Logically speaking, neither Kingfisher nor Jet should have faded into the sunset. They were favoured airlines. They got more money from banks than warranted. That is how Kingfisher and Jet could notch up outstanding over Rs 5,000 crore and 8,000 crores respectively.
Someone twisted the arms of bankers without any written orders. Somehow, when the airline promoters fell out of favour, the bankers were left holding the sack. And – as always – the common man will eventually pay the price through higher bank charges and additional taxes. Did someone talk of transparency and ease of doing business?
Look at the table alongside. There was growth in passenger traffic – both domestic and international. Airlines don’t normally fail when demand growth is strong. Yet, it happened in India. One factor could be the way the government chose to price aviation turbine fuel (ATF).
As a CARE Rating report points out, during FY 2019, the price of crude oil decreased “by 7.3% whereas the price of ATF during the same period has gone up by 3%.
This clearly indicates the entire benefit of reduction in crude prices is not passed on to the industry even though an increase in prices is more dynamic. This despite the Government reducing excise duty on ATF by 3% from 14% to 11% in November 2018.”
The table shows how ATF globally was much cheaper than ATF in India. So flying overseas would allow an airline to purchase ATF at cheaper prices. That could lower costs for some routes. Logically, therefore, airlines flying overseas should have made more money. But Jet obviously didn’t.
Was it because the political price for this favour became too high? Maybe, forensic examination of Jet Airways’ books will reveal some details. But it is best not to count on it. The ways in which governments make disclosures are usually strange and mysterious.
That is why CARE Ratings’ recommendation is important, “There is an urgent need to address this difference in the price of ATF for domestic and international airlines as it gives an advantage to international airlines.” Sadly, even a government that called itself nationalistic, could not even the pitch in favour of domestic airlines! This could happen to domestic coastal shipping too (http://www.asiaco nverge .com/2018/10/indian-shipping-grows-overseas-not-in-india/).
So what does the future hold out for the remaining airline survivors? A lot will depend on whether the new government continues to create policies that favour select airlines. Logically speaking, the reduced competition – thanks to Jet Airways’ demise – could translate into improved airfares.
That could mean better profits. But then logically speaking increased passenger traffic should not have allowed Jet Airways or Kingfisher to collapse. Logic does not always work with the airline industry in India. The heavy hand of the government is always visible.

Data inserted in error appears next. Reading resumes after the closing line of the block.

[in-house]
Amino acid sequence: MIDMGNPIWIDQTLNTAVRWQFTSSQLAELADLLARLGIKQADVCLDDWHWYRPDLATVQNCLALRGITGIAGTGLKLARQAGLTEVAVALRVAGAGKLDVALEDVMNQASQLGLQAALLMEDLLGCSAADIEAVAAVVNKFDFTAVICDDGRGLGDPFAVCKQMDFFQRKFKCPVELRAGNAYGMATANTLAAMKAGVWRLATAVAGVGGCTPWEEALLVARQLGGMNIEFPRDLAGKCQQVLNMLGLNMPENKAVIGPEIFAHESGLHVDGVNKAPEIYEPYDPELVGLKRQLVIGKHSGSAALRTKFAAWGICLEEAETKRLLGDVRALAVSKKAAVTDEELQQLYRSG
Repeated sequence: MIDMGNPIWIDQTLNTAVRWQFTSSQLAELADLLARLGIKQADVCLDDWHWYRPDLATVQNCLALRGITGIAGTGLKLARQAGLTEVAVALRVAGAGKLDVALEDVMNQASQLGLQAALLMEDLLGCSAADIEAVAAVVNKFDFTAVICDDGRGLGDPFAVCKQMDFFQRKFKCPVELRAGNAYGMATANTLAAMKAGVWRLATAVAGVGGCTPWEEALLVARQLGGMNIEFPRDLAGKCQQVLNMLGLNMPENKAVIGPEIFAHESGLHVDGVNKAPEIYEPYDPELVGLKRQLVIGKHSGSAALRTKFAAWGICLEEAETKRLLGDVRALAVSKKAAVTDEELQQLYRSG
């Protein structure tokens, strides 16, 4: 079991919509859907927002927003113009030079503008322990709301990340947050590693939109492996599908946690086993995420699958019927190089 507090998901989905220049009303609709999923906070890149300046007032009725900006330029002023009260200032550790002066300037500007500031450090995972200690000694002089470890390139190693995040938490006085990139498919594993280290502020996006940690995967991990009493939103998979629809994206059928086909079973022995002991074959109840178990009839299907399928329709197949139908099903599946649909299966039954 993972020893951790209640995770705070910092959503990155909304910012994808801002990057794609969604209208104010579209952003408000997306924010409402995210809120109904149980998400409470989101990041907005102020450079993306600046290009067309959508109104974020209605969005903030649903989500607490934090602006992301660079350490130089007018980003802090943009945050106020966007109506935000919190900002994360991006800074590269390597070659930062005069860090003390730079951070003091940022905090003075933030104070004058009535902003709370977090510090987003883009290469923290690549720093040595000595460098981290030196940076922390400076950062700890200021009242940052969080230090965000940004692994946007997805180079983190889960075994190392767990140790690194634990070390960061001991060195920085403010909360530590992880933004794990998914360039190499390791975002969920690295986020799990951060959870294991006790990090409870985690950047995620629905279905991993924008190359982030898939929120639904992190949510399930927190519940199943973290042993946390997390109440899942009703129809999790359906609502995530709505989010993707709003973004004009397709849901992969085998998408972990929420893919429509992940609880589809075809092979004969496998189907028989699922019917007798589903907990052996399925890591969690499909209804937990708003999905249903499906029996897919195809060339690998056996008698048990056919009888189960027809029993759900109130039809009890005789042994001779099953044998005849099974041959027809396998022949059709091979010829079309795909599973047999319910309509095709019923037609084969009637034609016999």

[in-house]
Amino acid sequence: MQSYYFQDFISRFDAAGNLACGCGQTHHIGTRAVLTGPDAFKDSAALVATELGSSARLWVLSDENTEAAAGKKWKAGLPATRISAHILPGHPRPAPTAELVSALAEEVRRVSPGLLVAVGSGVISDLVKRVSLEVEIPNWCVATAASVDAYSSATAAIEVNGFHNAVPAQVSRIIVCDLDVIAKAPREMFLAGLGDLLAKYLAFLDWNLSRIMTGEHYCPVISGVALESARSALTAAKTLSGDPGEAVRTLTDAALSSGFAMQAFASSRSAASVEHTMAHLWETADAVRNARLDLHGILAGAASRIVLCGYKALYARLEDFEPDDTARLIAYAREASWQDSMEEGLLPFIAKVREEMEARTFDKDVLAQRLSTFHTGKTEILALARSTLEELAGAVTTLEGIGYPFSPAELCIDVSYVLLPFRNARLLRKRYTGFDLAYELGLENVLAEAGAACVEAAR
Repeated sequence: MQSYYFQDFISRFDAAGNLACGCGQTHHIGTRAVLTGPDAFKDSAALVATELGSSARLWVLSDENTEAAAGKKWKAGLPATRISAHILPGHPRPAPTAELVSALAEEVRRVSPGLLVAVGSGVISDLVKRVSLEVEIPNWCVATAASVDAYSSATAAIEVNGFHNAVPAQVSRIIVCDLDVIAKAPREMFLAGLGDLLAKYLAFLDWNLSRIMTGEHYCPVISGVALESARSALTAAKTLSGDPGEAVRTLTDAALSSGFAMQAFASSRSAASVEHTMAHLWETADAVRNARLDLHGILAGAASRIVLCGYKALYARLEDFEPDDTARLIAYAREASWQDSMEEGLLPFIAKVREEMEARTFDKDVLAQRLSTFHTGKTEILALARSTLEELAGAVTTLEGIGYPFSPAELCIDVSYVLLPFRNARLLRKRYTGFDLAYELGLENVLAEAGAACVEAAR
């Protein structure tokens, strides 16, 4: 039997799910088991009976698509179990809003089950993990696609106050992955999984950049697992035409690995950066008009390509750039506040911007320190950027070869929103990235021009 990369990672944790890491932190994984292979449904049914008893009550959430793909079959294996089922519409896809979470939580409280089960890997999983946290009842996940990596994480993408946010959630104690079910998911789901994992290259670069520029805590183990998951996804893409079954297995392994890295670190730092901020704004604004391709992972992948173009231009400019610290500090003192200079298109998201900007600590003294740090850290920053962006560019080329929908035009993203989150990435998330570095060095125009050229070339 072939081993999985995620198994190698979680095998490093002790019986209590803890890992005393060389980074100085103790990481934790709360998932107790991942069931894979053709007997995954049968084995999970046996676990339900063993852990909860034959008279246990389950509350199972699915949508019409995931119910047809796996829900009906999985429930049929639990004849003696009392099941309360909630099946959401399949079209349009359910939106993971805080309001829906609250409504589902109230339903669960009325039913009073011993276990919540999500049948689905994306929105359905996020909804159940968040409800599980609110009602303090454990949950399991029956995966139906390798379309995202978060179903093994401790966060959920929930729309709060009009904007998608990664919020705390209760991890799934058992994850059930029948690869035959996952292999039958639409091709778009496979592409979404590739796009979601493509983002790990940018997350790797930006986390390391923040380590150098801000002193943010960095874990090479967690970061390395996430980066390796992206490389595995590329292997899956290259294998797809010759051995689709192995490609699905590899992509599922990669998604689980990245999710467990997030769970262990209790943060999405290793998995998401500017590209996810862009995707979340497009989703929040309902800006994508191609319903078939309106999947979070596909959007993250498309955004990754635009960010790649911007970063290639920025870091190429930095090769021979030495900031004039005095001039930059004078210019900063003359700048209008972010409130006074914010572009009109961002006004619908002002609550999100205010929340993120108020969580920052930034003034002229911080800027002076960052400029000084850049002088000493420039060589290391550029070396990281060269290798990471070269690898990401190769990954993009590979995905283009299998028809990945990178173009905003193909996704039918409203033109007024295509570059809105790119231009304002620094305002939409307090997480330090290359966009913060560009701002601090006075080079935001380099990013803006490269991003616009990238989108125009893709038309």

The writer is consulting editor with FPJ.
Phooey! The phoneyness of these mobile phones
It was the famous acrobat Arjun Dasgupta who said, ‘Life is too short’. Of course, a passerby hecklepublicd the 3foot-7 inch Dasgupta by yelling, “But you are shorter than life”. This led to a fistfight, in which 36 members of the public, including seven women and fourteen children, all ferociously thrashed the miserable Dasgupta. In fact, the last words uttered by the till then inscrutable Dasgupta were, “Oooh er, arghhhh”.
Initially this was thought to be Bengali, but to this day, linguists are unsure of the actual origin. Now, you are obviously asking your friend, what is the point of this anecdote? This is a mighty good question, but sadly, I just can’t remember why myself. Ah yes, the point of the story is, life is strange, just like all the buildings on Palm Beach Road, Navi Mumbai. Which brings us slyly to today’s topic, ‘Mobile Phones’.
Before we enter into a deep, layered discussion, may I put it out there, that I absolutely hate mobile phones, actually all phones in general. So let’s be clear, I am completely biased and partial. My feelings for mobile phones are exactly the same as Kim Jong Un’s feelings for democracy, or Vladmir Putin’s feelings for hair care products.
In his book, ‘The Phoniness of Phones’, Edgar Arthur points out — the word phone itself is wrong and misleading. What is the need to spell phone with a ‘ph”, when an ‘f’ would make more sense — FONE. FONE would be the correct way. The very usage of PHone, has a ring of fraudulence and artificiality. And a house built on fraudulence cannot stand by itself. It all kicks off with colours, shapes and designs.